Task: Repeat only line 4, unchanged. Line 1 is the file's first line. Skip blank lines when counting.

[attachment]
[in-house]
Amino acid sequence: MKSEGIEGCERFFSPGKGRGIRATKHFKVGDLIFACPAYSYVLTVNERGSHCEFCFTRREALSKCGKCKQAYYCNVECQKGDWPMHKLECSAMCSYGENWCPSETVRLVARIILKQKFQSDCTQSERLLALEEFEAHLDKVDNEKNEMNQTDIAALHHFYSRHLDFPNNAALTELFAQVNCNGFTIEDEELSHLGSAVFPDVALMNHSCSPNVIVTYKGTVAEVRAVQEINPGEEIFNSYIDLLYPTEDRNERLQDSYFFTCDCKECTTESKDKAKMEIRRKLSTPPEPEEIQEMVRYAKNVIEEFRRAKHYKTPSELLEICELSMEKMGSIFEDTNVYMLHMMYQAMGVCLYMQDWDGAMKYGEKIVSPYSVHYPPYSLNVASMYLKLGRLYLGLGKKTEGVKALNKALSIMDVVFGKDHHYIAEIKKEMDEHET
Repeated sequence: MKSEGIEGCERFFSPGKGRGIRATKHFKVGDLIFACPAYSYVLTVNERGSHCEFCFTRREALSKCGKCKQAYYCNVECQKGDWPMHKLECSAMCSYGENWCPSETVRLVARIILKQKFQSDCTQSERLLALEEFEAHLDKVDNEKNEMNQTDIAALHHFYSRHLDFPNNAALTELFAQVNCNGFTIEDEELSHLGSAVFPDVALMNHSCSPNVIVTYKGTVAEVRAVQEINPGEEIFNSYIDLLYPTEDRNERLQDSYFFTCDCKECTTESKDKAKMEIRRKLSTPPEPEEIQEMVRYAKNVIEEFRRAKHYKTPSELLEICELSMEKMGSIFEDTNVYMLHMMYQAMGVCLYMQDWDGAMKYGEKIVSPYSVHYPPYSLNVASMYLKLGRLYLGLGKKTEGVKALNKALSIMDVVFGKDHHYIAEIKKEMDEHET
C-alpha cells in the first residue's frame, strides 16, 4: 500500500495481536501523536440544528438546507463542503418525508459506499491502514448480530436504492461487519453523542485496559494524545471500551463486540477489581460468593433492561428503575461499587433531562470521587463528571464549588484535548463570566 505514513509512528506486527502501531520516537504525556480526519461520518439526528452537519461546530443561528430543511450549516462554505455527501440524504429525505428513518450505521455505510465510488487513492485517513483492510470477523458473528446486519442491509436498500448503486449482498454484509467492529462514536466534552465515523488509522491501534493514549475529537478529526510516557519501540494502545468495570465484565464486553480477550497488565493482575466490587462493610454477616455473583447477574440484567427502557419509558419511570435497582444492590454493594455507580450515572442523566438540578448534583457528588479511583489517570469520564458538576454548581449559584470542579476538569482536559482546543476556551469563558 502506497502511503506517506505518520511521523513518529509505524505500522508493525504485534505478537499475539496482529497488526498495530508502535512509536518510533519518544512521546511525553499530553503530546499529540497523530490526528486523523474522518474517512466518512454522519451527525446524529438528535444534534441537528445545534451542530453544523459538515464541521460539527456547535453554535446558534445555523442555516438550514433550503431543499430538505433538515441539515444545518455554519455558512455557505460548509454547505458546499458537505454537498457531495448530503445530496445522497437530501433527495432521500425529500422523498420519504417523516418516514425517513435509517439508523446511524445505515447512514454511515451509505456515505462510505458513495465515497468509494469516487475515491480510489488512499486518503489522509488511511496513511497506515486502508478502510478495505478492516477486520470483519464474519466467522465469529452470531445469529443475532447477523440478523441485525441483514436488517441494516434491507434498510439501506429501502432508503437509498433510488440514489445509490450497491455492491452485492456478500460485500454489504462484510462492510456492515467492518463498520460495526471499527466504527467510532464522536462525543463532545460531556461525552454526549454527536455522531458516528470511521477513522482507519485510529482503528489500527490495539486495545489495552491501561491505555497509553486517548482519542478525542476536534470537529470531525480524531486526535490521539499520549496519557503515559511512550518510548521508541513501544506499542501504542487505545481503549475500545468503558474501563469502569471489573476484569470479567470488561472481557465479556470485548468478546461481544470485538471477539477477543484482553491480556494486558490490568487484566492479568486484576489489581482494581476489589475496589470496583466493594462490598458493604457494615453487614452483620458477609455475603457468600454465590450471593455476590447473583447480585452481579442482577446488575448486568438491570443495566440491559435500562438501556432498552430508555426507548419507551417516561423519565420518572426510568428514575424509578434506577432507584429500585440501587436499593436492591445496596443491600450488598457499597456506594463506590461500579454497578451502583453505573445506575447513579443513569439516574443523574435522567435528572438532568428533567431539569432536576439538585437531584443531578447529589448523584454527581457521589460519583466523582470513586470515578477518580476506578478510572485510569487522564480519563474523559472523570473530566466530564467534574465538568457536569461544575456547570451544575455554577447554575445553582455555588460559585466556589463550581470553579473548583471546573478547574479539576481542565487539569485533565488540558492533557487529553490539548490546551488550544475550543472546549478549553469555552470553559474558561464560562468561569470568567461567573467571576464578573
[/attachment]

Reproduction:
C-alpha cells in the first residue's frame, strides 16, 4: 500500500495481536501523536440544528438546507463542503418525508459506499491502514448480530436504492461487519453523542485496559494524545471500551463486540477489581460468593433492561428503575461499587433531562470521587463528571464549588484535548463570566 505514513509512528506486527502501531520516537504525556480526519461520518439526528452537519461546530443561528430543511450549516462554505455527501440524504429525505428513518450505521455505510465510488487513492485517513483492510470477523458473528446486519442491509436498500448503486449482498454484509467492529462514536466534552465515523488509522491501534493514549475529537478529526510516557519501540494502545468495570465484565464486553480477550497488565493482575466490587462493610454477616455473583447477574440484567427502557419509558419511570435497582444492590454493594455507580450515572442523566438540578448534583457528588479511583489517570469520564458538576454548581449559584470542579476538569482536559482546543476556551469563558 502506497502511503506517506505518520511521523513518529509505524505500522508493525504485534505478537499475539496482529497488526498495530508502535512509536518510533519518544512521546511525553499530553503530546499529540497523530490526528486523523474522518474517512466518512454522519451527525446524529438528535444534534441537528445545534451542530453544523459538515464541521460539527456547535453554535446558534445555523442555516438550514433550503431543499430538505433538515441539515444545518455554519455558512455557505460548509454547505458546499458537505454537498457531495448530503445530496445522497437530501433527495432521500425529500422523498420519504417523516418516514425517513435509517439508523446511524445505515447512514454511515451509505456515505462510505458513495465515497468509494469516487475515491480510489488512499486518503489522509488511511496513511497506515486502508478502510478495505478492516477486520470483519464474519466467522465469529452470531445469529443475532447477523440478523441485525441483514436488517441494516434491507434498510439501506429501502432508503437509498433510488440514489445509490450497491455492491452485492456478500460485500454489504462484510462492510456492515467492518463498520460495526471499527466504527467510532464522536462525543463532545460531556461525552454526549454527536455522531458516528470511521477513522482507519485510529482503528489500527490495539486495545489495552491501561491505555497509553486517548482519542478525542476536534470537529470531525480524531486526535490521539499520549496519557503515559511512550518510548521508541513501544506499542501504542487505545481503549475500545468503558474501563469502569471489573476484569470479567470488561472481557465479556470485548468478546461481544470485538471477539477477543484482553491480556494486558490490568487484566492479568486484576489489581482494581476489589475496589470496583466493594462490598458493604457494615453487614452483620458477609455475603457468600454465590450471593455476590447473583447480585452481579442482577446488575448486568438491570443495566440491559435500562438501556432498552430508555426507548419507551417516561423519565420518572426510568428514575424509578434506577432507584429500585440501587436499593436492591445496596443491600450488598457499597456506594463506590461500579454497578451502583453505573445506575447513579443513569439516574443523574435522567435528572438532568428533567431539569432536576439538585437531584443531578447529589448523584454527581457521589460519583466523582470513586470515578477518580476506578478510572485510569487522564480519563474523559472523570473530566466530564467534574465538568457536569461544575456547570451544575455554577447554575445553582455555588460559585466556589463550581470553579473548583471546573478547574479539576481542565487539569485533565488540558492533557487529553490539548490546551488550544475550543472546549478549553469555552470553559474558561464560562468561569470568567461567573467571576464578573